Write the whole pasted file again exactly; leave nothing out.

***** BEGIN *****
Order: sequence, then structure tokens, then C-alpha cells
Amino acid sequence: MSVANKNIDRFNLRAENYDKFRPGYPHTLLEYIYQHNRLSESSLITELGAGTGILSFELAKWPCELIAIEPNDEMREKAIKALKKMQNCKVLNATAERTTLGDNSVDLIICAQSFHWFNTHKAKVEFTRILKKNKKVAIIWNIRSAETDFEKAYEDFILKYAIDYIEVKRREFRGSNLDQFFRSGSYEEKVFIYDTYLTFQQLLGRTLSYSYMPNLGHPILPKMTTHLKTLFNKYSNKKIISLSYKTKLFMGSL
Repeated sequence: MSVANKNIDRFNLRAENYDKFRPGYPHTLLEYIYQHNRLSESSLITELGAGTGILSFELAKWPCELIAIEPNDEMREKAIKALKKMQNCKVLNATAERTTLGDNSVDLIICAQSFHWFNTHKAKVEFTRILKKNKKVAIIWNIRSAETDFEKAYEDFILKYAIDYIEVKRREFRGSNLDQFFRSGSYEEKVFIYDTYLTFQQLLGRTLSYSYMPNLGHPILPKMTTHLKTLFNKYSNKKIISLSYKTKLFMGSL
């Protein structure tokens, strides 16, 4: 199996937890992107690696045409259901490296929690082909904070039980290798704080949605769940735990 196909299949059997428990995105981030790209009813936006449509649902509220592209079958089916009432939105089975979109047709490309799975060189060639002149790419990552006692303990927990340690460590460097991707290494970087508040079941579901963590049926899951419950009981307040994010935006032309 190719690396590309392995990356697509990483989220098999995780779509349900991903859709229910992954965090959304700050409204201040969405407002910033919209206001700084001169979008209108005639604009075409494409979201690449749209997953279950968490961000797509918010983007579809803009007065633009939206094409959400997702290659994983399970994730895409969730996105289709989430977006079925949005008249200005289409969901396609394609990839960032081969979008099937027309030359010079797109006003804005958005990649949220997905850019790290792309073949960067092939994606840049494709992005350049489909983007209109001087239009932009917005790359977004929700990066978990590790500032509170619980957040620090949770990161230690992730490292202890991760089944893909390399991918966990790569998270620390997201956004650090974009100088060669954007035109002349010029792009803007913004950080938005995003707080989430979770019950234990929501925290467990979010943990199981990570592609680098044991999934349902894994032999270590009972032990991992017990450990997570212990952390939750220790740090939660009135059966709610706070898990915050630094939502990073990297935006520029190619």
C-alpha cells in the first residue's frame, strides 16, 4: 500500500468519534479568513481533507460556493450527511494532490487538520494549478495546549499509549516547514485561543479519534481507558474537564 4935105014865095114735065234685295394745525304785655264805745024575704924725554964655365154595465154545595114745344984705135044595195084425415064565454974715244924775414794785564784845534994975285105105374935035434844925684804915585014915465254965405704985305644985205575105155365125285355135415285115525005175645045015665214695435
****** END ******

Order: sequence, then structure tokens, then C-alpha cells
Amino acid sequence: MSVANKNIDRFNLRAENYDKFRPGYPHTLLEYIYQHNRLSESSLITELGAGTGILSFELAKWPCELIAIEPNDEMREKAIKALKKMQNCKVLNATAERTTLGDNSVDLIICAQSFHWFNTHKAKVEFTRILKKNKKVAIIWNIRSAETDFEKAYEDFILKYAIDYIEVKRREFRGSNLDQFFRSGSYEEKVFIYDTYLTFQQLLGRTLSYSYMPNLGHPILPKMTTHLKTLFNKYSNKKIISLSYKTKLFMGSL
Repeated sequence: MSVANKNIDRFNLRAENYDKFRPGYPHTLLEYIYQHNRLSESSLITELGAGTGILSFELAKWPCELIAIEPNDEMREKAIKALKKMQNCKVLNATAERTTLGDNSVDLIICAQSFHWFNTHKAKVEFTRILKKNKKVAIIWNIRSAETDFEKAYEDFILKYAIDYIEVKRREFRGSNLDQFFRSGSYEEKVFIYDTYLTFQQLLGRTLSYSYMPNLGHPILPKMTTHLKTLFNKYSNKKIISLSYKTKLFMGSL
């Protein structure tokens, strides 16, 4: 199996937890992107690696045409259901490296929690082909904070039980290798704080949605769940735990 196909299949059997428990995105981030790209009813936006449509649902509220592209079958089916009432939105089975979109047709490309799975060189060639002149790419990552006692303990927990340690460590460097991707290494970087508040079941579901963590049926899951419950009981307040994010935006032309 190719690396590309392995990356697509990483989220098999995780779509349900991903859709229910992954965090959304700050409204201040969405407002910033919209206001700084001169979008209108005639604009075409494409979201690449749209997953279950968490961000797509918010983007579809803009007065633009939206094409959400997702290659994983399970994730895409969730996105289709989430977006079925949005008249200005289409969901396609394609990839960032081969979008099937027309030359010079797109006003804005958005990649949220997905850019790290792309073949960067092939994606840049494709992005350049489909983007209109001087239009932009917005790359977004929700990066978990590790500032509170619980957040620090949770990161230690992730490292202890991760089944893909390399991918966990790569998270620390997201956004650090974009100088060669954007035109002349010029792009803007913004950080938005995003707080989430979770019950234990929501925290467990979010943990199981990570592609680098044991999934349902894994032999270590009972032990991992017990450990997570212990952390939750220790740090939660009135059966709610706070898990915050630094939502990073990297935006520029190619």
C-alpha cells in the first residue's frame, strides 16, 4: 500500500468519534479568513481533507460556493450527511494532490487538520494549478495546549499509549516547514485561543479519534481507558474537564 4935105014865095114735065234685295394745525304785655264805745024575704924725554964655365154595465154545595114745344984705135044595195084425415064565454974715244924775414794785564784845534994975285105105374935035434844925684804915585014915465254965405704985305644985205575105155365125285355135415285115525005175645045015665214695435